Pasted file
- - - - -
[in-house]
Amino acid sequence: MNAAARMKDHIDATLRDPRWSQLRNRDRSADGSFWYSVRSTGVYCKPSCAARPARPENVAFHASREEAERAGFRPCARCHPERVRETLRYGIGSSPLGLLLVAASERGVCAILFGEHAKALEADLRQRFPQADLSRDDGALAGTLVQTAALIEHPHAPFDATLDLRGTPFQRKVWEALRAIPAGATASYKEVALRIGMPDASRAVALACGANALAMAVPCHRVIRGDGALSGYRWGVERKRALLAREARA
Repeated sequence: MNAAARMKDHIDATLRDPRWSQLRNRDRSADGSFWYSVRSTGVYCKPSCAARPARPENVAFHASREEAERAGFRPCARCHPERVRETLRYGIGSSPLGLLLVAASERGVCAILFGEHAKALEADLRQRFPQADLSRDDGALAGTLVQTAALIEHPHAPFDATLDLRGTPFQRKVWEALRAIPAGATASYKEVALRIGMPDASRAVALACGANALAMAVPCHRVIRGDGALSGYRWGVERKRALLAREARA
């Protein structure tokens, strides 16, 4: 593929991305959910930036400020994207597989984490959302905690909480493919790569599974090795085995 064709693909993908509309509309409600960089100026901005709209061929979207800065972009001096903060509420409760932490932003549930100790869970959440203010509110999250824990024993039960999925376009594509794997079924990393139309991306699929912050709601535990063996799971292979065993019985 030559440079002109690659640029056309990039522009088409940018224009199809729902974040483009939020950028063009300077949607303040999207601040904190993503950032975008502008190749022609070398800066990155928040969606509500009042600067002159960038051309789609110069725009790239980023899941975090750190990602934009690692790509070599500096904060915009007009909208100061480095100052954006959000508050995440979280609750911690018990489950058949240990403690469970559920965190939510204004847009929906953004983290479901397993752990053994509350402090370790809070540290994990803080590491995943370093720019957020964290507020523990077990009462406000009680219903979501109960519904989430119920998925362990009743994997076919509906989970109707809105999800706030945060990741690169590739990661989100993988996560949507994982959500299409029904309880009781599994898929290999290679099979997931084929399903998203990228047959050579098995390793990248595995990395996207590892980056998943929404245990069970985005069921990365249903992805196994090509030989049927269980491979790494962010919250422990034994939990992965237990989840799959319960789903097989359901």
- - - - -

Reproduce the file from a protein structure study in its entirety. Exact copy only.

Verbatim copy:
[in-house]
Amino acid sequence: MNAAARMKDHIDATLRDPRWSQLRNRDRSADGSFWYSVRSTGVYCKPSCAARPARPENVAFHASREEAERAGFRPCARCHPERVRETLRYGIGSSPLGLLLVAASERGVCAILFGEHAKALEADLRQRFPQADLSRDDGALAGTLVQTAALIEHPHAPFDATLDLRGTPFQRKVWEALRAIPAGATASYKEVALRIGMPDASRAVALACGANALAMAVPCHRVIRGDGALSGYRWGVERKRALLAREARA
Repeated sequence: MNAAARMKDHIDATLRDPRWSQLRNRDRSADGSFWYSVRSTGVYCKPSCAARPARPENVAFHASREEAERAGFRPCARCHPERVRETLRYGIGSSPLGLLLVAASERGVCAILFGEHAKALEADLRQRFPQADLSRDDGALAGTLVQTAALIEHPHAPFDATLDLRGTPFQRKVWEALRAIPAGATASYKEVALRIGMPDASRAVALACGANALAMAVPCHRVIRGDGALSGYRWGVERKRALLAREARA
């Protein structure tokens, strides 16, 4: 593929991305959910930036400020994207597989984490959302905690909480493919790569599974090795085995 064709693909993908509309509309409600960089100026901005709209061929979207800065972009001096903060509420409760932490932003549930100790869970959440203010509110999250824990024993039960999925376009594509794997079924990393139309991306699929912050709601535990063996799971292979065993019985 030559440079002109690659640029056309990039522009088409940018224009199809729902974040483009939020950028063009300077949607303040999207601040904190993503950032975008502008190749022609070398800066990155928040969606509500009042600067002159960038051309789609110069725009790239980023899941975090750190990602934009690692790509070599500096904060915009007009909208100061480095100052954006959000508050995440979280609750911690018990489950058949240990403690469970559920965190939510204004847009929906953004983290479901397993752990053994509350402090370790809070540290994990803080590491995943370093720019957020964290507020523990077990009462406000009680219903979501109960519904989430119920998925362990009743994997076919509906989970109707809105999800706030945060990741690169590739990661989100993988996560949507994982959500299409029904309880009781599994898929290999290679099979997931084929399903998203990228047959050579098995390793990248595995990395996207590892980056998943929404245990069970985005069921990365249903992805196994090509030989049927269980491979790494962010919250422990034994939990992965237990989840799959319960789903097989359901």